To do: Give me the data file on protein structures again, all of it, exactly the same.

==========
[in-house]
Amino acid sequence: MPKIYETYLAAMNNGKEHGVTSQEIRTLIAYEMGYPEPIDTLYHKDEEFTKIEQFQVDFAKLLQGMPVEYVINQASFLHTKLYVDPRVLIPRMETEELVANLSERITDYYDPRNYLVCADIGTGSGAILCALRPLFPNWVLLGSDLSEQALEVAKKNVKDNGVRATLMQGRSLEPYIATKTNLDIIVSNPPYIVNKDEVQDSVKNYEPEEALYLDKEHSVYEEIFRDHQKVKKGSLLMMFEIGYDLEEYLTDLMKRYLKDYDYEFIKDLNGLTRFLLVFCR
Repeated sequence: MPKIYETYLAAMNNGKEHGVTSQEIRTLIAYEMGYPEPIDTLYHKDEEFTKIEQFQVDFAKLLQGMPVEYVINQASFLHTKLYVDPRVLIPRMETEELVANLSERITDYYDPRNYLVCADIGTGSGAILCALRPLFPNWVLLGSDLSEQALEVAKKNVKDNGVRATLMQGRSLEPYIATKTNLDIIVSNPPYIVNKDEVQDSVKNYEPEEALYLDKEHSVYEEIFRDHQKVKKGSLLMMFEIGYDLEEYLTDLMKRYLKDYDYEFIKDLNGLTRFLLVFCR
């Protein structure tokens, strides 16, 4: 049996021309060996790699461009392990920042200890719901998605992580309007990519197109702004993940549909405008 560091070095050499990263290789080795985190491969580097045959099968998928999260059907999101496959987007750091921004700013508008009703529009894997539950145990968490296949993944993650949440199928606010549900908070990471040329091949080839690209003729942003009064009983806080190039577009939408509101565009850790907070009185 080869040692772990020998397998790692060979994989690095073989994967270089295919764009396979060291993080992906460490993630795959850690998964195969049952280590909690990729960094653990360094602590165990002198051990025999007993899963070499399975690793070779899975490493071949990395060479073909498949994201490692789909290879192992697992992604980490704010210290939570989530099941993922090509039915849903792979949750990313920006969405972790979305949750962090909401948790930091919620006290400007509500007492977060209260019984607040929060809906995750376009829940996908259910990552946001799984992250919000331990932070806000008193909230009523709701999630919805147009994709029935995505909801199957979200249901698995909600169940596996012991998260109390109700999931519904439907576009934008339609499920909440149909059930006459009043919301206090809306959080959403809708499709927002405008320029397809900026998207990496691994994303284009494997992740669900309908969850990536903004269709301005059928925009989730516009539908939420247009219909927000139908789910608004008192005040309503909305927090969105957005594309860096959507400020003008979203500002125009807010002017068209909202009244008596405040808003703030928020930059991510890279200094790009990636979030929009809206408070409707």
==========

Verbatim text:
[in-house]
Amino acid sequence: MPKIYETYLAAMNNGKEHGVTSQEIRTLIAYEMGYPEPIDTLYHKDEEFTKIEQFQVDFAKLLQGMPVEYVINQASFLHTKLYVDPRVLIPRMETEELVANLSERITDYYDPRNYLVCADIGTGSGAILCALRPLFPNWVLLGSDLSEQALEVAKKNVKDNGVRATLMQGRSLEPYIATKTNLDIIVSNPPYIVNKDEVQDSVKNYEPEEALYLDKEHSVYEEIFRDHQKVKKGSLLMMFEIGYDLEEYLTDLMKRYLKDYDYEFIKDLNGLTRFLLVFCR
Repeated sequence: MPKIYETYLAAMNNGKEHGVTSQEIRTLIAYEMGYPEPIDTLYHKDEEFTKIEQFQVDFAKLLQGMPVEYVINQASFLHTKLYVDPRVLIPRMETEELVANLSERITDYYDPRNYLVCADIGTGSGAILCALRPLFPNWVLLGSDLSEQALEVAKKNVKDNGVRATLMQGRSLEPYIATKTNLDIIVSNPPYIVNKDEVQDSVKNYEPEEALYLDKEHSVYEEIFRDHQKVKKGSLLMMFEIGYDLEEYLTDLMKRYLKDYDYEFIKDLNGLTRFLLVFCR
């Protein structure tokens, strides 16, 4: 049996021309060996790699461009392990920042200890719901998605992580309007990519197109702004993940549909405008 560091070095050499990263290789080795985190491969580097045959099968998928999260059907999101496959987007750091921004700013508008009703529009894997539950145990968490296949993944993650949440199928606010549900908070990471040329091949080839690209003729942003009064009983806080190039577009939408509101565009850790907070009185 080869040692772990020998397998790692060979994989690095073989994967270089295919764009396979060291993080992906460490993630795959850690998964195969049952280590909690990729960094653990360094602590165990002198051990025999007993899963070499399975690793070779899975490493071949990395060479073909498949994201490692789909290879192992697992992604980490704010210290939570989530099941993922090509039915849903792979949750990313920006969405972790979305949750962090909401948790930091919620006290400007509500007492977060209260019984607040929060809906995750376009829940996908259910990552946001799984992250919000331990932070806000008193909230009523709701999630919805147009994709029935995505909801199957979200249901698995909600169940596996012991998260109390109700999931519904439907576009934008339609499920909440149909059930006459009043919301206090809306959080959403809708499709927002405008320029397809900026998207990496691994994303284009494997992740669900309908969850990536903004269709301005059928925009989730516009539908939420247009219909927000139908789910608004008192005040309503909305927090969105957005594309860096959507400020003008979203500002125009807010002017068209909202009244008596405040808003703030928020930059991510890279200094790009990636979030929009809206408070409707």